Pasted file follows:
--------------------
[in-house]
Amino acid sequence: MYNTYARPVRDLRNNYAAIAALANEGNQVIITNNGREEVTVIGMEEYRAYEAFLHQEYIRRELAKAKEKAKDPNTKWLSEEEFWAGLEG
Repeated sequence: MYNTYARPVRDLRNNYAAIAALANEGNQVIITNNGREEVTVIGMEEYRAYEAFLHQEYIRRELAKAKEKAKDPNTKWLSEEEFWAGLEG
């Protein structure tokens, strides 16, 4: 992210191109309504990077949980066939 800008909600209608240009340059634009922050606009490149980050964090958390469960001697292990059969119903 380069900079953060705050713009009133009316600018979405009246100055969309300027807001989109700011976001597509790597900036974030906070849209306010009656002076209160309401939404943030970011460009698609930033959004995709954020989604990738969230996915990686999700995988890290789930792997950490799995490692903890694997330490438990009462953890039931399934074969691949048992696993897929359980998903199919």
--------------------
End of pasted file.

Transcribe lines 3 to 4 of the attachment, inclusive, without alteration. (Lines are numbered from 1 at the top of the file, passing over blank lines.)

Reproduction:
Repeated sequence: MYNTYARPVRDLRNNYAAIAALANEGNQVIITNNGREEVTVIGMEEYRAYEAFLHQEYIRRELAKAKEKAKDPNTKWLSEEEFWAGLEG
């Protein structure tokens, strides 16, 4: 992210191109309504990077949980066939 800008909600209608240009340059634009922050606009490149980050964090958390469960001697292990059969119903 380069900079953060705050713009009133009316600018979405009246100055969309300027807001989109700011976001597509790597900036974030906070849209306010009656002076209160309401939404943030970011460009698609930033959004995709954020989604990738969230996915990686999700995988890290789930792997950490799995490692903890694997330490438990009462953890039931399934074969691949048992696993897929359980998903199919």